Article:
Formal or Informal Secretary of State Hearings

Formal Secretary of State Hearings

We your driver’s license has been revoked by the Illinois Secretary of State you need complete a formal hearing before a hearing officer. Your chances of getting either a permit or your license reinstated at your first formal hearing are excellent if you are thoroughly prepared by us.

These formal hearings are scheduled in advance and require a $50 payment to the Illinois Secretary of State. You are also required that you collect all necessary documentation, evaluation and are prepared to answer the questions you will be asked by the hearing officer about your driving history. The hearing officer is appointed by the Secretary of State. At the actual hearing, the hearing officer will review arguments and all the evidence you provide. This hearing officer will conduct an examination of you and after considering all arguments made by you and your attorney, the hearing officer will make a formal decision, adhering strictly to Administrative Review guidelines under 735 ILCS 5/Art. III.

We will review all your documents, previous evaluations, and prepare you for a direct examination as well as any potential cross examinations. We look forward to preparing you well for your formal hearing so that you may obtain a restricted driving permit or full reinstatement of your driving privileges.

Informal Secretary of State Hearings

Informal Secretary of State Hearings
- However, competent legal representation at a hearing gives you the best chance of getting a permit or your driver's license quickly. Many people find the Secretary of State process confusing and intimidating.
-The hearing officer will ask the questions and write down your responses, but your lawyer should talk to you beforehand and make sure you understand all the questions you will be asked during the hearing.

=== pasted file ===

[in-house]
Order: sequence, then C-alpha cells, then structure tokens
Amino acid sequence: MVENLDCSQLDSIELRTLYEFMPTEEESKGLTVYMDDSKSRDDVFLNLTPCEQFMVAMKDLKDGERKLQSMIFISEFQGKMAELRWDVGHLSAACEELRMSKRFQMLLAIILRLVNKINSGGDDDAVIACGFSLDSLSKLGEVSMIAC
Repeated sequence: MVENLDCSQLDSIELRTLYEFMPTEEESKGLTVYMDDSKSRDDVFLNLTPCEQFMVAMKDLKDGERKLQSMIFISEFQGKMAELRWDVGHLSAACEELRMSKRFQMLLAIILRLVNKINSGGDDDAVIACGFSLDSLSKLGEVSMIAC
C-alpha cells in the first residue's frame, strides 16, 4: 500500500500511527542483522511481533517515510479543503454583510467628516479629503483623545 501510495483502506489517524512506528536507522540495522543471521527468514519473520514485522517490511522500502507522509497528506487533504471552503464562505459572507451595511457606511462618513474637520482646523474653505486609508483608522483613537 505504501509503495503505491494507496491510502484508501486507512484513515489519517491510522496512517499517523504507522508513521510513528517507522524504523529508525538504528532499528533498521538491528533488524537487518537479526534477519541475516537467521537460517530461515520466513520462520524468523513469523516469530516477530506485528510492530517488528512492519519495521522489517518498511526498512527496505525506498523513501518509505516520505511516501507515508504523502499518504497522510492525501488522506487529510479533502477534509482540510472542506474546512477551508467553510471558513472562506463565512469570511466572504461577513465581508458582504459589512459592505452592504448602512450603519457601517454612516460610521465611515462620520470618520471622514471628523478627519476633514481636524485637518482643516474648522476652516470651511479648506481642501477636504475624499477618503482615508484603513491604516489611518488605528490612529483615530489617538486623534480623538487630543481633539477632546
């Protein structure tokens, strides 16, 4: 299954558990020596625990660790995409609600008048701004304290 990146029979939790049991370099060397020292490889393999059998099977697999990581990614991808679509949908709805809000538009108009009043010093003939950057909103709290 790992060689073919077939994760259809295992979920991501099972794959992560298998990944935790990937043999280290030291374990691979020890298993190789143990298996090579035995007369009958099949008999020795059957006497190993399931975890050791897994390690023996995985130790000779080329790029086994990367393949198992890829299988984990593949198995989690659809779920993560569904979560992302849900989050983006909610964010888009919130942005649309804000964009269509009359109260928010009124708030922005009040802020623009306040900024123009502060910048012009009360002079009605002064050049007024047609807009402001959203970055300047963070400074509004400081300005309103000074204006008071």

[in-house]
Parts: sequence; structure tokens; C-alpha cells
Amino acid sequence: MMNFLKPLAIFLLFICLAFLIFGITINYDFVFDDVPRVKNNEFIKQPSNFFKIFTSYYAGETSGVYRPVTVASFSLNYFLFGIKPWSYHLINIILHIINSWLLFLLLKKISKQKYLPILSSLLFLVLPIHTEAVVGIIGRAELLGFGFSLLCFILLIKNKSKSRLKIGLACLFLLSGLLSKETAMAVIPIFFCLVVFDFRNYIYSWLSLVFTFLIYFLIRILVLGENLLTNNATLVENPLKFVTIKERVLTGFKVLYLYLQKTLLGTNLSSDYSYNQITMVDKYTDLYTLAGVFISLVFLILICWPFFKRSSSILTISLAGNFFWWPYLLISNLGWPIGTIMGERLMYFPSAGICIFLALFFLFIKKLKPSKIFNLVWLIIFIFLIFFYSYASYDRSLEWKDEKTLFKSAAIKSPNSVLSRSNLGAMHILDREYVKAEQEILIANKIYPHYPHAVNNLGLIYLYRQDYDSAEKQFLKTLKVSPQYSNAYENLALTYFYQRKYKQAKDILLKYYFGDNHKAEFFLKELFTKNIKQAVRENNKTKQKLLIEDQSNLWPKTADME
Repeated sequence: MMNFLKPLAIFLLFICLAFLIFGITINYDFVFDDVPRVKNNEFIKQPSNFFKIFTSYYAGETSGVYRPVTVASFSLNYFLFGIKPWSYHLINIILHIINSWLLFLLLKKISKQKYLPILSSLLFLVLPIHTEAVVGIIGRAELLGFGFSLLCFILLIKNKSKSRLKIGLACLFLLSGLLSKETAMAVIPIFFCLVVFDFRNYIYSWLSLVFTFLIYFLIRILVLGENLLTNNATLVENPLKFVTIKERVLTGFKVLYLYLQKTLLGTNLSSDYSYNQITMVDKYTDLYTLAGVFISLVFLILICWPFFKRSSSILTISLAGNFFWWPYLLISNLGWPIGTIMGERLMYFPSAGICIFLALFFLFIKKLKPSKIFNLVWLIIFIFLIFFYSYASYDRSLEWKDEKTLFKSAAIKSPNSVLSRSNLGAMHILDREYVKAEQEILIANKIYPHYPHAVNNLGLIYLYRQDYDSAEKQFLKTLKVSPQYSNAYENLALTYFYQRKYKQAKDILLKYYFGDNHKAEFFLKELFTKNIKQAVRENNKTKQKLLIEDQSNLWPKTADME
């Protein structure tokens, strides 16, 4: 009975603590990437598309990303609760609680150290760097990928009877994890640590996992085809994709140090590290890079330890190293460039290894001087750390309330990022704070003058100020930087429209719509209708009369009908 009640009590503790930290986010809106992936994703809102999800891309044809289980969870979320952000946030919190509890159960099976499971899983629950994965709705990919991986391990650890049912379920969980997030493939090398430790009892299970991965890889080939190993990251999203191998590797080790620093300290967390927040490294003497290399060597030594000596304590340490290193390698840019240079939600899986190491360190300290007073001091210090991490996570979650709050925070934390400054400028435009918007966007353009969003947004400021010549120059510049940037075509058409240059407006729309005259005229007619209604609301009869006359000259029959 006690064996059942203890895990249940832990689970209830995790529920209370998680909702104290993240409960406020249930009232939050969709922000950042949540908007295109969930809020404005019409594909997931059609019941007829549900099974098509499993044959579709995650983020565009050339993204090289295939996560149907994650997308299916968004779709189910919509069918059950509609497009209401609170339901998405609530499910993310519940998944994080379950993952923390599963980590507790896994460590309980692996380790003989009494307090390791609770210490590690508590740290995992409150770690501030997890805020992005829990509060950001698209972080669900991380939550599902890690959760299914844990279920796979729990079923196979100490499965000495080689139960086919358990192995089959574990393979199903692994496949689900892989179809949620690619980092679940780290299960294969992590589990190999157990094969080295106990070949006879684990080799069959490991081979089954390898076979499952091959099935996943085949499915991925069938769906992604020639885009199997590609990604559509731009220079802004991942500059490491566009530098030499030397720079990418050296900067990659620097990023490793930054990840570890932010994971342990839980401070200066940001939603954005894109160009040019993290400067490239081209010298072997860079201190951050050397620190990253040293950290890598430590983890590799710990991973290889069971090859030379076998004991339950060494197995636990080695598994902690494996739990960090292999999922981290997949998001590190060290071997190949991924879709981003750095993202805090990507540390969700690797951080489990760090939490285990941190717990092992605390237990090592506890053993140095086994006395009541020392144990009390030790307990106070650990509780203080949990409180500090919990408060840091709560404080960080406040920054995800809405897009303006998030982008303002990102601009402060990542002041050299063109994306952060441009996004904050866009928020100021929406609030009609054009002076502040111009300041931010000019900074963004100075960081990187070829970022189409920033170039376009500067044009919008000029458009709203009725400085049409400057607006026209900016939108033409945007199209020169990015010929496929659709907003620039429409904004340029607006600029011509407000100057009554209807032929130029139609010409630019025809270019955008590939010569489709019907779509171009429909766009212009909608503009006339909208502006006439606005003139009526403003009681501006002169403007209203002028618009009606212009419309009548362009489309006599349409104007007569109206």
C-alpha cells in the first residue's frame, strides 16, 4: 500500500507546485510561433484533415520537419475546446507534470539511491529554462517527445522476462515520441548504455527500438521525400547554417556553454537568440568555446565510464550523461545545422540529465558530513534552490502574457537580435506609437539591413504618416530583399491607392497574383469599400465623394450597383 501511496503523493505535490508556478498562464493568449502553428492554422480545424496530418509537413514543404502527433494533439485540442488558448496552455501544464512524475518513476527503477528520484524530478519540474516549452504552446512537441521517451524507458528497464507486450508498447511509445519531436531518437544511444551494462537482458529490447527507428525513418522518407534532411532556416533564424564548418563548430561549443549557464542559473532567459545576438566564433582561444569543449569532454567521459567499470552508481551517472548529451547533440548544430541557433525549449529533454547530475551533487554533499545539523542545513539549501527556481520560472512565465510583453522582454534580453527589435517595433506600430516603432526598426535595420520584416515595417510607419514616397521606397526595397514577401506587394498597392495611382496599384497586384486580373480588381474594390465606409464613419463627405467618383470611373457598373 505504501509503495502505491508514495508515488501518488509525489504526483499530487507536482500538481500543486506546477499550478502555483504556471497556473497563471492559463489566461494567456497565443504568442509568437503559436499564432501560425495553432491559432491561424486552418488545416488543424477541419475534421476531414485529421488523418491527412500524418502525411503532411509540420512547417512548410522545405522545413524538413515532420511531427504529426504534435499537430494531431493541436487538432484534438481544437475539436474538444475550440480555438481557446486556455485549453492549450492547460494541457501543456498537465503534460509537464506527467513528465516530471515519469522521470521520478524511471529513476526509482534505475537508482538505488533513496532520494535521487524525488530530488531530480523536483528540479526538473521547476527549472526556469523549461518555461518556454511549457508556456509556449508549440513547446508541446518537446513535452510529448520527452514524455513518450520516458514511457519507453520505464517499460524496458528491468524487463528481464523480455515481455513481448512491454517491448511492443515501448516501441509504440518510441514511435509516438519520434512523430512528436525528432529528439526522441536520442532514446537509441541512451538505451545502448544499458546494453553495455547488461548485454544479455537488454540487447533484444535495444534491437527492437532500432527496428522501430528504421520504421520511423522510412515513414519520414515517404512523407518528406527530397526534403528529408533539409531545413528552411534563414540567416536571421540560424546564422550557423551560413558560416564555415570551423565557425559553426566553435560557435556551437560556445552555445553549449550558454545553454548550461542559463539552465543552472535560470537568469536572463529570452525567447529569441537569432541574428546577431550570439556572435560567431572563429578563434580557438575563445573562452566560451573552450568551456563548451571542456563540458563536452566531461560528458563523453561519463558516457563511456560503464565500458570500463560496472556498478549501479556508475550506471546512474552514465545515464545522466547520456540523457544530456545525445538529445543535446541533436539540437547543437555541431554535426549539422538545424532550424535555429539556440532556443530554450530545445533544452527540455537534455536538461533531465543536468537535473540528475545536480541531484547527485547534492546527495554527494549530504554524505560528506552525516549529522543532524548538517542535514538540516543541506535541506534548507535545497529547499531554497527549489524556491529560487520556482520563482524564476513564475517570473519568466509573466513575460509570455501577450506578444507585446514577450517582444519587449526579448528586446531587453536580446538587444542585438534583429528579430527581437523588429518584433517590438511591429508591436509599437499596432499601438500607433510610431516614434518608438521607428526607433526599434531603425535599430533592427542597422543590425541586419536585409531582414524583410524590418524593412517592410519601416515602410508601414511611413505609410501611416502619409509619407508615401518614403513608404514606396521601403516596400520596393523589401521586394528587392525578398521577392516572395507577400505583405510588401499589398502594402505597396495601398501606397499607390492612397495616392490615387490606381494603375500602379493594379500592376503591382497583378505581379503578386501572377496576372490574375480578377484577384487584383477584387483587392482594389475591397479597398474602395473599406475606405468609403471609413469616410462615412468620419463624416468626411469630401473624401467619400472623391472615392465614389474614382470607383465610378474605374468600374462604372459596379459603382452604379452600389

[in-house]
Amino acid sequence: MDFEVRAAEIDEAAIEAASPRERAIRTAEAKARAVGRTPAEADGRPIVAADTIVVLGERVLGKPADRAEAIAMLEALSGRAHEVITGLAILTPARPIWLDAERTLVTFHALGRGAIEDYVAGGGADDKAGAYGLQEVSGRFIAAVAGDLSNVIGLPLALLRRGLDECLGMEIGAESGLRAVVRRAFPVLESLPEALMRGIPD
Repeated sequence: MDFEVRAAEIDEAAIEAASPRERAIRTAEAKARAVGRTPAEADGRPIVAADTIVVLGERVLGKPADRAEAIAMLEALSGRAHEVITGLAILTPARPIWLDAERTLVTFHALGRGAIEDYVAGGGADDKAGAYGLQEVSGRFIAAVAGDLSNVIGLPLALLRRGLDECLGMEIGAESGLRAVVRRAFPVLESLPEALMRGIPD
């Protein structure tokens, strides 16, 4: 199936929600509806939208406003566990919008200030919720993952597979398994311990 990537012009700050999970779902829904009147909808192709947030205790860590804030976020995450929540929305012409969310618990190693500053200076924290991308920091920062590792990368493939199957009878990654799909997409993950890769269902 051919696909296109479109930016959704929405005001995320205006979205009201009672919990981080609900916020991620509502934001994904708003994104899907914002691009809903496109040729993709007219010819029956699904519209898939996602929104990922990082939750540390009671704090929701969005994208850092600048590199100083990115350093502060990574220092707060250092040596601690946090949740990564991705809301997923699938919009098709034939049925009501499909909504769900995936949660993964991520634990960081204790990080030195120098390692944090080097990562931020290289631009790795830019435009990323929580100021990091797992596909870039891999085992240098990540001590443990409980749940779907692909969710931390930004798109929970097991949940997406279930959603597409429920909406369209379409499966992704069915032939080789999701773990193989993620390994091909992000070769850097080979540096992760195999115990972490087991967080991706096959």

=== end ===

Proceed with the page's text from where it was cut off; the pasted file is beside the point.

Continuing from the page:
As explained by the Illinois Secretary of State, informal hearings are only appropriate for certain drivers with suspended or revoked licenses, including:
  • Traffic offenses that did not result in death;
  • A single DUI offense; or
  • Minor traffic offenses.

There is no appointment required for an informal hearing. Eligible drivers just need to go to the Secretary of State’s nearest Driver Services facility. All informal hearings are conducted through a walk-in process. As a result of an informal hearing, eligible drivers may be able to secure either a Restricted Driving Permit full reinstatement of their license. It is important to note that just because an informal hearing is conducted does not mean that an alcohol evaluation will not be required, or the result will be immediate. In some instances, the driver will need to conduct an alcohol evaluation and finish any recommended treatment before any driving relief will be given. The common misconception is that informal hearings are quick and immediate when that is not always the case.

Examples of When an Informal Hearing is Necessary
Court supervision is a common disposition to most traffic offenses in Illinois. Most drivers can receive 2 findings of court supervision every 12 months. Court supervisions are not reported to insurance, nor are there any points assigned to your driving record. Once the two opportunities are used, a driver is only eligible for a conviction, which will assign points to your record. If a driver accumulates 3 convictions within 12 months, the point total for the three tickets will determine whether the driver is suspended or revoked, and for how long. For more information on the point totals, read another published article “Traffic Tickets can Lead to Driver’s License Suspension in Illinois.”

Another example is Leaving the Scene of an Accident involving property damage only, pursuant to 625 ILCS 5/11-402. Under this statute, a driver can be suspended if he receives a conviction on this ticket, and the clerk reports that the damages exceed $1,000.

If a driver receives a similar ticket of Leaving the Scene of an Accident involving Personal Injury or Death under 625 ILCS 5/11-401. A finding of guilt to this charge can lead to a mandatory revocation, which would require a formal hearing, described below.